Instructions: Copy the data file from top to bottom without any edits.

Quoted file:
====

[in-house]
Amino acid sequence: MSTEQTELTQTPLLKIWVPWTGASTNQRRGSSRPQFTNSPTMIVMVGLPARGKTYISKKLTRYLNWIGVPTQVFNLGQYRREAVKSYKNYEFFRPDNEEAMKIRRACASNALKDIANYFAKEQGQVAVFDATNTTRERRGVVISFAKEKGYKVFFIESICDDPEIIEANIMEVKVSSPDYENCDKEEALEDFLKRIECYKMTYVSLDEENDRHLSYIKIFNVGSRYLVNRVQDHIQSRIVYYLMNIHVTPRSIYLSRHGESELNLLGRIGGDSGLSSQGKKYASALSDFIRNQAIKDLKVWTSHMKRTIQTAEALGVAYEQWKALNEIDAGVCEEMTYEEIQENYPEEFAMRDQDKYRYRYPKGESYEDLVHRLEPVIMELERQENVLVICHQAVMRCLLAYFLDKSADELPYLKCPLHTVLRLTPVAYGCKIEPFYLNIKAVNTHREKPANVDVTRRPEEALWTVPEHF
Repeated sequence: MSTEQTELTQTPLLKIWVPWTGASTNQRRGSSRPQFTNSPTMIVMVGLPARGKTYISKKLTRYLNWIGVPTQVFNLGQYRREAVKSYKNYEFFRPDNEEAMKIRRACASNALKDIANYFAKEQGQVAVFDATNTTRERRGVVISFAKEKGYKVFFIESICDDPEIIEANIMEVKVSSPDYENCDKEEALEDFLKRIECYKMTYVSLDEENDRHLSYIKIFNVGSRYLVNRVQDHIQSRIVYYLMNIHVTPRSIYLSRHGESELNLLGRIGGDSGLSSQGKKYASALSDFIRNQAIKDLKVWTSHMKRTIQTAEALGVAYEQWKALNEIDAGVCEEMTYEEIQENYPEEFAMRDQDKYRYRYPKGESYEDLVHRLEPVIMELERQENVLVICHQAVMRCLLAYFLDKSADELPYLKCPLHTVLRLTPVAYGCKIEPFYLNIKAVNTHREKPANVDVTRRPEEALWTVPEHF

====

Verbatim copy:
[in-house]
Amino acid sequence: MSTEQTELTQTPLLKIWVPWTGASTNQRRGSSRPQFTNSPTMIVMVGLPARGKTYISKKLTRYLNWIGVPTQVFNLGQYRREAVKSYKNYEFFRPDNEEAMKIRRACASNALKDIANYFAKEQGQVAVFDATNTTRERRGVVISFAKEKGYKVFFIESICDDPEIIEANIMEVKVSSPDYENCDKEEALEDFLKRIECYKMTYVSLDEENDRHLSYIKIFNVGSRYLVNRVQDHIQSRIVYYLMNIHVTPRSIYLSRHGESELNLLGRIGGDSGLSSQGKKYASALSDFIRNQAIKDLKVWTSHMKRTIQTAEALGVAYEQWKALNEIDAGVCEEMTYEEIQENYPEEFAMRDQDKYRYRYPKGESYEDLVHRLEPVIMELERQENVLVICHQAVMRCLLAYFLDKSADELPYLKCPLHTVLRLTPVAYGCKIEPFYLNIKAVNTHREKPANVDVTRRPEEALWTVPEHF
Repeated sequence: MSTEQTELTQTPLLKIWVPWTGASTNQRRGSSRPQFTNSPTMIVMVGLPARGKTYISKKLTRYLNWIGVPTQVFNLGQYRREAVKSYKNYEFFRPDNEEAMKIRRACASNALKDIANYFAKEQGQVAVFDATNTTRERRGVVISFAKEKGYKVFFIESICDDPEIIEANIMEVKVSSPDYENCDKEEALEDFLKRIECYKMTYVSLDEENDRHLSYIKIFNVGSRYLVNRVQDHIQSRIVYYLMNIHVTPRSIYLSRHGESELNLLGRIGGDSGLSSQGKKYASALSDFIRNQAIKDLKVWTSHMKRTIQTAEALGVAYEQWKALNEIDAGVCEEMTYEEIQENYPEEFAMRDQDKYRYRYPKGESYEDLVHRLEPVIMELERQENVLVICHQAVMRCLLAYFLDKSADELPYLKCPLHTVLRLTPVAYGCKIEPFYLNIKAVNTHREKPANVDVTRRPEEALWTVPEHF